When we mature enough to see the whole agricultural system, to stop ignoring the externalities, we will make better economic policies. World trade agricultural issues are vastly more complex than you have presented them. LDCs are being misled by global organizations to think that their path to development is through agriculture. What was useful 500 years ago when explorers risked their lives to transport tiny amounts of valuable spices, and what was useful 200 years ago when slave economies produced once rare foods and fibers such as sugar, cotton and tobacco, is not appropriate for an age of supertankers and container ships. Commodity prices are far too low to be useful for development. Countries that follow that path never develop. This is doubly harmful since the eco-management activites in developed countries are undermined and the economies of less developed countries remain feeble and subject to wild fluctuation.

Agriculture is not the same as steel making.

Posted by: back40 at September 27, 2002 06:40 PM

Agricultural subsidies and tariffs cause crops to be grown in places where it's not efficient. That means that things are grown where it takes more inputs, more energy, more fertilizer, etc. All your incorrect non-economics aside, that means that it's worse for the enivironment.

Farming is an industry, and follows the same laws of economics as anything else. Mass production is not the most viable strategy to the same degree as it is not in other industries-- when consumers become wealthy and technology advances, it becomes cheaper and more efficient to produce a wide array of different products, and people will pay for the distinct products.

The pre-Columbians, as you refer to them, were particularly harsh on the environment. We know that their habits of slash and burn agriculture were quite bad on the environment. They would exhaust the nutrients in an area after a short number of years and have to move on. Not in any way sustainable for a high population. In nearly all locations in North American, the pre-columbian agriculture was worse than that of medieval England, with little to no crop rotation, protection against erosion, or nutrient replacement.

LDCs are best off in producing things in which they have a comparative advantage. Distorting that through tariffs is NEVER good for a country. No professional economist, nor I, can a priori say what is the best thing for a country to produce. But we can say that distorting subsidies and tariffs will not help. They will cause a country to waste its energies on inefficient industries, where it lacks a true competive advantage. Real economists have gotten past the antiquated mercantilism that you apparently believe-- they got past it several centuries ago. Countries need to produce where they have relative advantages; that is the basis for wealth. It is your suggestions, back40, that are most likely to leave a poor country in poverty.

Posted by: John Thacker at September 28, 2002 08:02 AM

Another note on free trade-- Erskine Bowles, the Democratic candidate for the NC Senate seat (running against Libby Dole), is apparently making his campaign an anti-free trade campaign. I was home a week or two ago, and both TV and radio ads I saw for Bowles were anti-free trade. They talked about how free trade was bad for NC's textile and furniture worts-post">Posted by: back40 at September 28, 2002 10:14 AM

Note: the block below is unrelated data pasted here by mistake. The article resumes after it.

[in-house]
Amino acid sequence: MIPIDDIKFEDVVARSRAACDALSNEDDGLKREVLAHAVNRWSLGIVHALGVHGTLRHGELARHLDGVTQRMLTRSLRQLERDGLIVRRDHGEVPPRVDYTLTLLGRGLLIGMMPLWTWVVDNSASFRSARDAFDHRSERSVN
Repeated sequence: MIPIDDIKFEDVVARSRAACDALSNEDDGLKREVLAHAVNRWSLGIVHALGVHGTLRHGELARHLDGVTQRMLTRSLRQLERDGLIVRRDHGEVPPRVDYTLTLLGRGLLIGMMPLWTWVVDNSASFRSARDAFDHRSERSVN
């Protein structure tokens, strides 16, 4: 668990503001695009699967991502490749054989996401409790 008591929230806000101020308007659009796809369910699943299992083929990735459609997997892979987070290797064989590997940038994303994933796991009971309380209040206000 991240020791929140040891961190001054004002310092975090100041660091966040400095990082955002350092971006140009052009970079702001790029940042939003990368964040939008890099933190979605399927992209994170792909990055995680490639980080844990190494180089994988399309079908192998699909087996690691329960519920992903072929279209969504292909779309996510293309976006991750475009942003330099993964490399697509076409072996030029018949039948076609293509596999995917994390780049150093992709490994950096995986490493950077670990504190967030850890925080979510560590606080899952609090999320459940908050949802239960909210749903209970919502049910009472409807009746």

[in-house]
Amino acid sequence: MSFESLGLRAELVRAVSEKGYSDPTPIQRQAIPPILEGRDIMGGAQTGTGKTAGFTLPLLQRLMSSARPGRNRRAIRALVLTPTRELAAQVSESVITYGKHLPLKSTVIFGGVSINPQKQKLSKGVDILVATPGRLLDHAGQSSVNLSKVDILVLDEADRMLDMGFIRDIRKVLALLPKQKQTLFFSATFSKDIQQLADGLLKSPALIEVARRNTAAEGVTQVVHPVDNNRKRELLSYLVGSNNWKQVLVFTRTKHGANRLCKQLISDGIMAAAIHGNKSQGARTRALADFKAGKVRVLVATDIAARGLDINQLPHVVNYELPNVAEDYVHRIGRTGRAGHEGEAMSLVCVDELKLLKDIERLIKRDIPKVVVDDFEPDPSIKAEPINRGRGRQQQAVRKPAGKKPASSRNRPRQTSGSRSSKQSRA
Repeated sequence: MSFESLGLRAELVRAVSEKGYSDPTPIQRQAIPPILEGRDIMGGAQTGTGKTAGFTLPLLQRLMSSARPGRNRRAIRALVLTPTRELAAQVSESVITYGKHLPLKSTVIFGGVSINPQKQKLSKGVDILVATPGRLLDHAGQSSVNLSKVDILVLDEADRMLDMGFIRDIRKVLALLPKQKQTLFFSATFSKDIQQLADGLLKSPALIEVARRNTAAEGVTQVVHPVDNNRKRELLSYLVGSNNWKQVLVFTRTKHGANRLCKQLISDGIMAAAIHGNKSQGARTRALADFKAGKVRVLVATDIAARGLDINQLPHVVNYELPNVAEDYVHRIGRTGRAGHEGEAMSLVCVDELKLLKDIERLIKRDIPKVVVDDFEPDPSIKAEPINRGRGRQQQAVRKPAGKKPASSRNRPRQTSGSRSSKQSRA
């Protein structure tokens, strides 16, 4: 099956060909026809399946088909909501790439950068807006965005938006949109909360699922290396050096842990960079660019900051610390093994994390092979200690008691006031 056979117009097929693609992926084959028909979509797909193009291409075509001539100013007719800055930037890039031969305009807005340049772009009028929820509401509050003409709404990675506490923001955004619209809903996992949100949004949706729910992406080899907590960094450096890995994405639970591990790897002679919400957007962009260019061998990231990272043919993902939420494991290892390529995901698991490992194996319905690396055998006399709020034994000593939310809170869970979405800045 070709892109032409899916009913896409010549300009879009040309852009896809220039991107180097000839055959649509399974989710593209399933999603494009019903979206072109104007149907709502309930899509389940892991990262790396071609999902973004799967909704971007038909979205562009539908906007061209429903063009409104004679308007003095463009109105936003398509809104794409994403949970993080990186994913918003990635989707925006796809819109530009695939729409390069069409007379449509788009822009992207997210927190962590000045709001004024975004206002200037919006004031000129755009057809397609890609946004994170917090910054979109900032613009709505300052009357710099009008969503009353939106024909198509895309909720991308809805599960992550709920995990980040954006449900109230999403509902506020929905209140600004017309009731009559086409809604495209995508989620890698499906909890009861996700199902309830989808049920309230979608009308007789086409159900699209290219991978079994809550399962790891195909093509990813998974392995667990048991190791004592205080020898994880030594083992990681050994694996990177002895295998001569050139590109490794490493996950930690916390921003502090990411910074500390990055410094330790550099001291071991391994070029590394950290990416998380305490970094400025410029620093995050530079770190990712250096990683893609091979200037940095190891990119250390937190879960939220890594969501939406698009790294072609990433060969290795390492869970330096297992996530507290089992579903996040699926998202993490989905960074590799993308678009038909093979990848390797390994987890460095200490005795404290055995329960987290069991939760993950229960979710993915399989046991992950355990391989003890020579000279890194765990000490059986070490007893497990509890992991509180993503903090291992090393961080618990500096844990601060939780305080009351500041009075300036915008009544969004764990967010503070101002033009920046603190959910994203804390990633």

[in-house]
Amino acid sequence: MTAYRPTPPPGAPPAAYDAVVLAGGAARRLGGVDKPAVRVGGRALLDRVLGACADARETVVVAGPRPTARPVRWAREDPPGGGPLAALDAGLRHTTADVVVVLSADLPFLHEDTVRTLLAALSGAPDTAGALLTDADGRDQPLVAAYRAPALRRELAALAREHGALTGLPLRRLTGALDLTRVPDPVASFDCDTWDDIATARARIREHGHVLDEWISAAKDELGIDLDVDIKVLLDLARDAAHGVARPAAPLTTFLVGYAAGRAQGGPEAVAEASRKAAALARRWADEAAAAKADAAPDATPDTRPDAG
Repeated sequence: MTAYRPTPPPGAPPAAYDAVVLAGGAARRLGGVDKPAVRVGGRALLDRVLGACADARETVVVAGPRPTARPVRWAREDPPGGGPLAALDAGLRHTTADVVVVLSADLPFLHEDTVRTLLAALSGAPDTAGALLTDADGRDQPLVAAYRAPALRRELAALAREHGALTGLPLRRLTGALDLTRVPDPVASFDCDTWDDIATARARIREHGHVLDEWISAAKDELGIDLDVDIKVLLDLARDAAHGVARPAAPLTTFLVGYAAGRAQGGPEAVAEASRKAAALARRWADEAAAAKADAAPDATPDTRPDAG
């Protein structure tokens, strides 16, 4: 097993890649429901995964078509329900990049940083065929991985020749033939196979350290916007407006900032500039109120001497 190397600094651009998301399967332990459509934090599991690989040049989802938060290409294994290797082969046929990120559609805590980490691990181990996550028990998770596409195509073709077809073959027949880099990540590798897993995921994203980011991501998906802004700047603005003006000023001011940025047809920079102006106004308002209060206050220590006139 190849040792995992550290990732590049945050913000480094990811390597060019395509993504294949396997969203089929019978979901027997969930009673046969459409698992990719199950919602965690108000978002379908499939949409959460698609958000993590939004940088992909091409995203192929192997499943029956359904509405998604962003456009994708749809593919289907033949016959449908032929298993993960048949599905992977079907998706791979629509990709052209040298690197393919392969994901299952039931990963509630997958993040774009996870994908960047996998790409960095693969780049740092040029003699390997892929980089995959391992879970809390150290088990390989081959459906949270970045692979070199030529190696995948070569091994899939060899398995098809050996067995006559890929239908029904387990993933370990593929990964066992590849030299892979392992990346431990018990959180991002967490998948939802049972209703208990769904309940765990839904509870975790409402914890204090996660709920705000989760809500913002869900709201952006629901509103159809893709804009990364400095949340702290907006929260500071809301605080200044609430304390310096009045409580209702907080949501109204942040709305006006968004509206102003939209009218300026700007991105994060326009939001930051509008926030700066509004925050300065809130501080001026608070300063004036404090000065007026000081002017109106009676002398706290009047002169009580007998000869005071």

I lived in south Louisiana for several years. The main "ecosystem service" provided by the sugar farmers was to cover the region in a pall of smoke every November when they burned their slash.

Posted by: Paul Zrimsek at September 30, 2002 05:51 AM

It can be the service most apparent from a detached perspective and is not always an effective method. Smoke, and the CO2 it contains, can be a problem but the alternative, rot and the methane it produces, can be a problem too. It's complicated.

Posted by: back40 at September 30, 2002 08:34 AM
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ducing things in which they have a comparative advantage.'

No, LDCs are best off producing things that develop their societies in useful ways. Everything from natural resources to cultural preferences must be considered in order to make sound decisions. Consideration of comparative advantage is one aspect of good decision making, a tie breaker to help choose between equally desirable choices rather than a guiding principle.

'Distorting that through tariffs is NEVER good for a country.'

Another shouted dogma.

'But we can say that distorting subsidies and tariffs will not help. They will cause a country to waste its energies on inefficient industries, where it lacks a true competive advantage.'

But they may well help produce a better life for the members of such a society. When you drop the ideological blinders that prevent consideration of whole systems for long time frames it is easier to make sound decisions. Economist have learned this over the last few decades and now do a much better job of quantifying and considering what were once ignored as externalities. It isn't that economic principles were wrong, they just didn't have the ability to measure and value whole system attributes. This is still difficult but only the dimmest of paleo-economists now fail to see the necessity to attempt such quantification.

To equate simple activities like steel making with such a complex activity as agriculture is obvious nonsense even before considering the details. The error is magnified the more one understands those details.

Posted by: back40 at September 28, 2002 10:14 AM

I lived in south Louisiana for several years. The main "ecosystem service" provided by the sugar farmers was to cover the region in a pall of smoke every November when they burned their slash.

Posted by: Paul Zrimsek at September 30, 2002 05:51 AM

It can be the service most apparent from a detached perspective and is not always an effective method. Smoke, and the CO2 it contains, can be a problem but the alternative, rot and the methane it produces, can be a problem too. It's complicated.

Posted by: back40 at September 30, 2002 08:34 AM